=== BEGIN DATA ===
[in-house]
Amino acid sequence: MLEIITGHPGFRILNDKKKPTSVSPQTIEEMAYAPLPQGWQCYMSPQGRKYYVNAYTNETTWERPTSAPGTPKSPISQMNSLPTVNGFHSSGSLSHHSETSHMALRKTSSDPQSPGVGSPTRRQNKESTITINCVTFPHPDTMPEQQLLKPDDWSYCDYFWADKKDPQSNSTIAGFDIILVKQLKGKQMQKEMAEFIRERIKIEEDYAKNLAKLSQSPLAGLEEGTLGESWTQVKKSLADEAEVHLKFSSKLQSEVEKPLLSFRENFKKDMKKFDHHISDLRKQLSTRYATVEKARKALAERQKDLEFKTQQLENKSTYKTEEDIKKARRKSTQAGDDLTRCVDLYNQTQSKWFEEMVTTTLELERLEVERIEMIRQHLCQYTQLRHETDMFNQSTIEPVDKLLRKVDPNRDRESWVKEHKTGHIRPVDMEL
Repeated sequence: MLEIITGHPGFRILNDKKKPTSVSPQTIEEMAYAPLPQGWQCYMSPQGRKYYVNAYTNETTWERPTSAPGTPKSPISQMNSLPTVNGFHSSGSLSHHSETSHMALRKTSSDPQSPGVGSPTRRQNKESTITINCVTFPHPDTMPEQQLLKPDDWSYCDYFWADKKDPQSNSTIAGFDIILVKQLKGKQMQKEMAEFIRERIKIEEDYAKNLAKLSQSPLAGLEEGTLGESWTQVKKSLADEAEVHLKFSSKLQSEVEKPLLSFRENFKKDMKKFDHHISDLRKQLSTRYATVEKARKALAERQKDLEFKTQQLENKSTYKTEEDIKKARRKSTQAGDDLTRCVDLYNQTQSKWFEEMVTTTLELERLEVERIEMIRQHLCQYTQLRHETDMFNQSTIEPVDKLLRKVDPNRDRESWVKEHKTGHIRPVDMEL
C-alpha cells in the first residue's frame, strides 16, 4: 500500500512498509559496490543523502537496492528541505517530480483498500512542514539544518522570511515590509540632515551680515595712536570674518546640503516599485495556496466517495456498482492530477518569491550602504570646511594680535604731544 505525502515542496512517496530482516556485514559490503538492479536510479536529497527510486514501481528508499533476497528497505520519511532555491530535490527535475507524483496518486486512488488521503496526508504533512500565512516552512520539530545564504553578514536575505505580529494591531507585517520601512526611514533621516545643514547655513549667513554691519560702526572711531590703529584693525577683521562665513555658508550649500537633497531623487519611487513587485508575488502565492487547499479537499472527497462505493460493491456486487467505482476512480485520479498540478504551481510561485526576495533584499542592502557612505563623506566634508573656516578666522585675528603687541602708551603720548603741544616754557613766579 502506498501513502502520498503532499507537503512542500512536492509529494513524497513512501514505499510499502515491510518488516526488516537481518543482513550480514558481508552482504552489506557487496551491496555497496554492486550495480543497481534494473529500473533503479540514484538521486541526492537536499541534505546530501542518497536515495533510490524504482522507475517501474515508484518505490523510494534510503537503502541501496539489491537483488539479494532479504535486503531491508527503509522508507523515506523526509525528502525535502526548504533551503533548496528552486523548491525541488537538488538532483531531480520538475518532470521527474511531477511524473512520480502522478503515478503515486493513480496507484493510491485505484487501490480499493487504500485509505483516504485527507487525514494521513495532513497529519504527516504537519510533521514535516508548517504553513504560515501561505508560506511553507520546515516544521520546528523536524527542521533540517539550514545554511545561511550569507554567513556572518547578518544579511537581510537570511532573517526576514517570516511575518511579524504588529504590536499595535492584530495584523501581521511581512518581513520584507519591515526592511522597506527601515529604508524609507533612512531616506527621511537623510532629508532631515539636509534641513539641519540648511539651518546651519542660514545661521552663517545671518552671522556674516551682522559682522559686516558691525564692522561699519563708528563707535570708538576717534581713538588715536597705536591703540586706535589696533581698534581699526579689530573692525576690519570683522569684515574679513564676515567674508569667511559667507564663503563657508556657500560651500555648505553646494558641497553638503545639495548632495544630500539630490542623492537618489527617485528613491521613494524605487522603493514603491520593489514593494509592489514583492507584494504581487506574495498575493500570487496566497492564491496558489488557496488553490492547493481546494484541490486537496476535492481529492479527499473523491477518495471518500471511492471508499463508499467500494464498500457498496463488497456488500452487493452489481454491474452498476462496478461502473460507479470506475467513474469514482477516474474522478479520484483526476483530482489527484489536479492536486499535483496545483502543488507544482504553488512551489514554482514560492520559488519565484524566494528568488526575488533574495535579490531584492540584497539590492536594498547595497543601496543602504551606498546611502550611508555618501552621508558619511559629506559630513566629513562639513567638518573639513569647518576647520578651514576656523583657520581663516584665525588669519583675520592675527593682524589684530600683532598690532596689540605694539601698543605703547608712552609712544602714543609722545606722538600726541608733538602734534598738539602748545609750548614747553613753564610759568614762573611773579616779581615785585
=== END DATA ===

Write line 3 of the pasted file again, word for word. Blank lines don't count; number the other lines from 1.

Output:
Repeated sequence: MLEIITGHPGFRILNDKKKPTSVSPQTIEEMAYAPLPQGWQCYMSPQGRKYYVNAYTNETTWERPTSAPGTPKSPISQMNSLPTVNGFHSSGSLSHHSETSHMALRKTSSDPQSPGVGSPTRRQNKESTITINCVTFPHPDTMPEQQLLKPDDWSYCDYFWADKKDPQSNSTIAGFDIILVKQLKGKQMQKEMAEFIRERIKIEEDYAKNLAKLSQSPLAGLEEGTLGESWTQVKKSLADEAEVHLKFSSKLQSEVEKPLLSFRENFKKDMKKFDHHISDLRKQLSTRYATVEKARKALAERQKDLEFKTQQLENKSTYKTEEDIKKARRKSTQAGDDLTRCVDLYNQTQSKWFEEMVTTTLELERLEVERIEMIRQHLCQYTQLRHETDMFNQSTIEPVDKLLRKVDPNRDRESWVKEHKTGHIRPVDMEL